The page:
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Read this Editor’s Note titled American Psychosis in the May/June edition of the Utne Reader please. Editor David Schimke demands: what does it take to confront our collective denial concerning climate change and all that ails our planet?!
Coal mine disasters, a devastating oil spill, hydrofracking in my own backyard, obesity epidemics, rampant stress, out-of-wack food and values systems. Enough.
I’m taking the Schimke challenge: I don’t have the choice to become overwhelmed by this stuff anymore. And merely recycling my plastic jugs just doesn’t cut it.
My approach to this needs to get way more radical – way more systemic.
First, I’m listening to modern-day prophets – Colin Beavan tried to go “no impact” in New York for an entire year – an adventure documented in a film and on his blog. Annie Leonard created The Story of Stuff – an animated video and website about our insane system of consumerism and waste.
My pals Tom Benevento and Robb Davis pulled back from fat international consulting careers when they realized the problems they were hired to fix overseas stemmed from U.S. dependence on oil and THINGS we buy – right here. Tom and Robb are both community advocates.
What I like about each of these prophets is that they aren’t telling me what I need to do. They are all challenging me to locate my own responsibility, my own piece of this massive problem and then DO THAT. DO SOMETHING.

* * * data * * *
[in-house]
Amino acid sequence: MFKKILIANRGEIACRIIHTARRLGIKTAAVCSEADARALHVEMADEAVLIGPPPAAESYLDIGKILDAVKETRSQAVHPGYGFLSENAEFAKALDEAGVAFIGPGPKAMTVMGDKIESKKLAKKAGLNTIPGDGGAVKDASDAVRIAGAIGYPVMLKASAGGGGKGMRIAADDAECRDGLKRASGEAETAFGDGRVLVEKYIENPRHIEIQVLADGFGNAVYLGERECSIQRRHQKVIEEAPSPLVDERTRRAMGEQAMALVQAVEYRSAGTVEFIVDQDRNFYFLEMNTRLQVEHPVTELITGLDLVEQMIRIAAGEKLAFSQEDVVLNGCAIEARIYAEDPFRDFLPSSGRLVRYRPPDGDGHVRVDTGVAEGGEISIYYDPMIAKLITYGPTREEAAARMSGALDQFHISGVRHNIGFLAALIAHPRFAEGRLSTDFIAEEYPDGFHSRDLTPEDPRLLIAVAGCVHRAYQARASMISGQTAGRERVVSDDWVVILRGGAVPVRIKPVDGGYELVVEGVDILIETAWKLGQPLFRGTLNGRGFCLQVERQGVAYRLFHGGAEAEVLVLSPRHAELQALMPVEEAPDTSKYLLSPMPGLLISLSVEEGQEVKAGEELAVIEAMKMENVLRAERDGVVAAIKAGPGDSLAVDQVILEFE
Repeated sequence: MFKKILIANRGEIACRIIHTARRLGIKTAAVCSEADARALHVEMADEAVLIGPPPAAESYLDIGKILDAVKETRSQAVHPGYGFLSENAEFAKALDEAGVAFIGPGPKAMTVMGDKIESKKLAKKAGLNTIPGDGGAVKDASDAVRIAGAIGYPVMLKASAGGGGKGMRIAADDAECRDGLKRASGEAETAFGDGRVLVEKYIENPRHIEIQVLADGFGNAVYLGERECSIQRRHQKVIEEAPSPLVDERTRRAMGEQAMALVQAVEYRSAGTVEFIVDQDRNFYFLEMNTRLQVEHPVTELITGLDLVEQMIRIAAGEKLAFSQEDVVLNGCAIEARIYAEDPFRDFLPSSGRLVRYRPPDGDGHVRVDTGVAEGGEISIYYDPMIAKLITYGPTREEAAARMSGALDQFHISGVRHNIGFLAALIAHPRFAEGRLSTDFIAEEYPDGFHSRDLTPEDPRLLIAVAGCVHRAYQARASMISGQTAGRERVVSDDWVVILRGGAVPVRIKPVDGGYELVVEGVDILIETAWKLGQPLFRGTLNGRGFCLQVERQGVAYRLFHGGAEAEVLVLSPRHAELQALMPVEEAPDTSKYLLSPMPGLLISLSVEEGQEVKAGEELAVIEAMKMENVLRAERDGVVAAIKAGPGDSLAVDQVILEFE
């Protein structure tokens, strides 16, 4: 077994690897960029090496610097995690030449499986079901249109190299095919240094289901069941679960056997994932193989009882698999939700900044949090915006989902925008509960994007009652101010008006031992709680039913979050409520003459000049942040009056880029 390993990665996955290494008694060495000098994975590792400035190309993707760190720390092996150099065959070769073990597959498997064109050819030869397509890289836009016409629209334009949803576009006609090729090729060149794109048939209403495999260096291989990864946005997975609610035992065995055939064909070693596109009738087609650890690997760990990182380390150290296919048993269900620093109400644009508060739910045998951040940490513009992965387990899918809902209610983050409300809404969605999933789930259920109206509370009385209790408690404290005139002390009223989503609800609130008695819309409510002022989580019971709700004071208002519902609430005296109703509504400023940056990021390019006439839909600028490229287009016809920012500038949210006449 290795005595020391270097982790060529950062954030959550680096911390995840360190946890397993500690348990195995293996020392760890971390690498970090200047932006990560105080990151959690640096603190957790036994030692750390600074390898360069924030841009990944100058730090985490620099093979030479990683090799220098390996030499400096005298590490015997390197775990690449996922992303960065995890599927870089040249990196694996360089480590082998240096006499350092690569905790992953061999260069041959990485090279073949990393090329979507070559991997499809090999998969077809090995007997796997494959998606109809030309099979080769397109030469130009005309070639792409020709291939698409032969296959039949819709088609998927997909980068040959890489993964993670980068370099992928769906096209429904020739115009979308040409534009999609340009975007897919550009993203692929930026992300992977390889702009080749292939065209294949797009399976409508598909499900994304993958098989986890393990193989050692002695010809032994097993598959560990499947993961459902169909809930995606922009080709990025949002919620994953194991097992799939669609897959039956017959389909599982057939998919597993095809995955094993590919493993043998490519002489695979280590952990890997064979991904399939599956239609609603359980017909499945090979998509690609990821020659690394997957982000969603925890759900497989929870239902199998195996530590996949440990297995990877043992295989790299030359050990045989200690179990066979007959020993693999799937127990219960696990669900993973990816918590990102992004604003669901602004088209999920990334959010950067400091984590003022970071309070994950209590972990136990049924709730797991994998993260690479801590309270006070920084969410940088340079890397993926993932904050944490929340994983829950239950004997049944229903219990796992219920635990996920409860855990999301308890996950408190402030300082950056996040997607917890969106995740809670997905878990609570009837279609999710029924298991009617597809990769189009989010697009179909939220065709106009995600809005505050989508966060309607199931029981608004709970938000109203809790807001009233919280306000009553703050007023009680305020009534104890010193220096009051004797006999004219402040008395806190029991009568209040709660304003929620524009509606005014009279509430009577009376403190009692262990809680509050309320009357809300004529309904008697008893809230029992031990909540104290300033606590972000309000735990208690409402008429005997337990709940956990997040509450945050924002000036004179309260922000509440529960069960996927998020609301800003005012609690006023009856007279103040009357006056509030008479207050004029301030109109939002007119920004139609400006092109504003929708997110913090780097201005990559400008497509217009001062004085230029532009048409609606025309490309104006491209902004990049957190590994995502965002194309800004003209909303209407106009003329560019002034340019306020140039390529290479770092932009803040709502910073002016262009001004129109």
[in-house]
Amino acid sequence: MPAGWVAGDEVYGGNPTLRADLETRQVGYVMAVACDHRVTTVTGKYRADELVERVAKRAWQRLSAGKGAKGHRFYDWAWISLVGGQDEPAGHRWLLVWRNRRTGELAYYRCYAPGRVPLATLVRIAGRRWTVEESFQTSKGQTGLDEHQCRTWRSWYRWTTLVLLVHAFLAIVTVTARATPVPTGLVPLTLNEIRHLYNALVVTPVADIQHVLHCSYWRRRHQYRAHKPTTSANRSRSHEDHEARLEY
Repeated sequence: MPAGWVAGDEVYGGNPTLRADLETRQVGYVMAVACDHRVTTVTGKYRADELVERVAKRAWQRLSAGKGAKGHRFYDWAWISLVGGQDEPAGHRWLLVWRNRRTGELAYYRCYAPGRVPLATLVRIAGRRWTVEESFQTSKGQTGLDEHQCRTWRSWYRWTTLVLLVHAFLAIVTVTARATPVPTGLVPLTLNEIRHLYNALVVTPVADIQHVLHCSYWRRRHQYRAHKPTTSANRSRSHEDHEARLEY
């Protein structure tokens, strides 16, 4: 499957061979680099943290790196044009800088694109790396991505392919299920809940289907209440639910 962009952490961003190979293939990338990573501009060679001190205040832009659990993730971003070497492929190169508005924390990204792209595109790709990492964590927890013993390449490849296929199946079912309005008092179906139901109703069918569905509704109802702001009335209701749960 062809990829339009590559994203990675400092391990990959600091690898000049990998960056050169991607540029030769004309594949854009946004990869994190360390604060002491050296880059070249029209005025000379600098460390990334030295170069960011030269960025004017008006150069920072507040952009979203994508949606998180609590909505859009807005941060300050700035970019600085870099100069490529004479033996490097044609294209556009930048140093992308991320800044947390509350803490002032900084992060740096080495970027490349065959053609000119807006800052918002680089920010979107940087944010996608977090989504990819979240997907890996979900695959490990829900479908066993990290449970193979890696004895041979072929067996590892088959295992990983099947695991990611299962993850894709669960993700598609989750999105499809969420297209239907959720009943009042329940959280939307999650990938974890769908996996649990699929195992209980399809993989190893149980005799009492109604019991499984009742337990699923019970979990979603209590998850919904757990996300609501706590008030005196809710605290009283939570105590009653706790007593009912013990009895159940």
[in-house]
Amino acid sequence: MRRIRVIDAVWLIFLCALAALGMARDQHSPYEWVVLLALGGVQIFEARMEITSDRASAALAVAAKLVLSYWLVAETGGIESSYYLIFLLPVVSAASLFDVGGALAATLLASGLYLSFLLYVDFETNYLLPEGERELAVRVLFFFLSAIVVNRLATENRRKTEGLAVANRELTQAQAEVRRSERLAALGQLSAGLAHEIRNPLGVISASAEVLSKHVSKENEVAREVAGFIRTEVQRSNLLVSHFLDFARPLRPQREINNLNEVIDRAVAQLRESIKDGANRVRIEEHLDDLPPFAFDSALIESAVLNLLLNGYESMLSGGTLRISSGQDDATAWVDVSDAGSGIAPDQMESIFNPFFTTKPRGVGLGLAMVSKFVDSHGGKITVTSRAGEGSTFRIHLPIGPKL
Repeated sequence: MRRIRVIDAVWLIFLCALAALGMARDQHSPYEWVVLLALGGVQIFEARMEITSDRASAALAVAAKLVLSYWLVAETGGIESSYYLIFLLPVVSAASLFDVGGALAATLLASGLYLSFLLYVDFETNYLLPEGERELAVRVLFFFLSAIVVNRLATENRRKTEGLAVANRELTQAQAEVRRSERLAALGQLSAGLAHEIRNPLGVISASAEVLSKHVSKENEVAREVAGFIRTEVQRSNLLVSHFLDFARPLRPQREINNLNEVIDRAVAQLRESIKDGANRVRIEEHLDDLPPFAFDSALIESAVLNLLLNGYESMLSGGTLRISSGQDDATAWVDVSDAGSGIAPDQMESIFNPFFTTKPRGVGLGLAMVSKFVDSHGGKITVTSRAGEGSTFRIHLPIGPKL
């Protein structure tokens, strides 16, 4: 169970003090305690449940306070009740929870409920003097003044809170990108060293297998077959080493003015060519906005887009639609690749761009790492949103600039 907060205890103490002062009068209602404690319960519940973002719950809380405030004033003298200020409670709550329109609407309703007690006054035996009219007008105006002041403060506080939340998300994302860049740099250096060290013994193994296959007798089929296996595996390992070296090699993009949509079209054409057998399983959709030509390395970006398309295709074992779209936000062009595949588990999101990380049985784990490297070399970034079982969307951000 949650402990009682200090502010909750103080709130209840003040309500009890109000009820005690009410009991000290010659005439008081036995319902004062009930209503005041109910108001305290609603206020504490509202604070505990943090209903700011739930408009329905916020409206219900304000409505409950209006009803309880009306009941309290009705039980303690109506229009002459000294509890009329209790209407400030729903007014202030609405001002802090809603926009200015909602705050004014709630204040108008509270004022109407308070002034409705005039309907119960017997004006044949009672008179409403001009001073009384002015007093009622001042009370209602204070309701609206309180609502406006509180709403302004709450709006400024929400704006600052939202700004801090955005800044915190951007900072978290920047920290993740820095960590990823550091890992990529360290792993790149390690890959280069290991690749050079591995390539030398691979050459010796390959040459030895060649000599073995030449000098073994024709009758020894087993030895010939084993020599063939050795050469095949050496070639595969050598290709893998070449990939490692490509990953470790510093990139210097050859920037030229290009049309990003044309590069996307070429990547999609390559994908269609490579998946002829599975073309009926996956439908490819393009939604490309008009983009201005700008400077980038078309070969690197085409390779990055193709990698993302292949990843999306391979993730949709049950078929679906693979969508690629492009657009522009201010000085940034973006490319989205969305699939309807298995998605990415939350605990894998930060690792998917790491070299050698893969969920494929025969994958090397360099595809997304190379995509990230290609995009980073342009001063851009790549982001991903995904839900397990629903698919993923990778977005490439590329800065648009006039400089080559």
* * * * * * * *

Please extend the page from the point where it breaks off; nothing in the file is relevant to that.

We all risk looking ridiculous when we try to envision a new reality.
Today I felt a little foolish posting this on Facebook:
hey h-burgers and berry-villers – i’m plantin’ and paintin’ – if you have plants you want to split off or leftover indoor paint you’d like to clear out of your basement – just let me know. i’m headed to the cabin wednesday (july 7) morn for a few weeks of hard labor and would be thrilled to not buy new.
Why did I feel foolish? Because being consumers is what we as Americans know how to DO so incredibly well. We’re rewarded for having the capability to buy, the independence and “freedom” and grooviness that brings us. Being collective, being community – the messages we get is that community is messy, it’s dependent, it’s inefficient. Some think downright un-American.
Here is where this becomes radical.
My friend Lisa offered up some paint and some plants. I’m going to go see her late this eve.
We’ll probably have some tea.
Laugh a bit.
Her leftover paint will end up on my walls.
Her lovely plants in my garden.
I’ll bond with my friend, be surrounded by her at my cabin and save a little cash in the process.
Way more interesting and rewarding than a trip to Home Depot.
Enough for now. But more on this soon. I have to do this in small doses or I lose my brain.
Meanwhile – here are the prophets:
1) No Impact Man Trailer – but PLEASE see the entire movie as an instant download on Netflix or wherever you can get your hands on it.
2) Click here for Voluntary Gas Tax Club in Harrisonburg.
3) The Story of Stuff animated film with Annie Leonard (20 minutes):
4) Click here for a thoughtful Penn State interview with Annie Leonard. She’s fantastic.
6) Click here for 31 Tips to Reduce Your Impact While Saving Money. But don’t stop there. Figure out how to look really foolish around saving yourself and the planet. Then let’s compare notes.
7) And click here to figure out what the heck is a Wittgensteinian Essay.
Where: Court Square Theater, Harrisonburg, VA
When: Saturday, April 24th, 7:30pm
Come to Court Square Theatre this Saturday night to watch the premiere of the 2010 Documentary Production Class film entitled, “Pathways to Whole – Stories from the Journey” as well as a slide show of photos from the photographers in the class.
Admission is free. Donations accepted.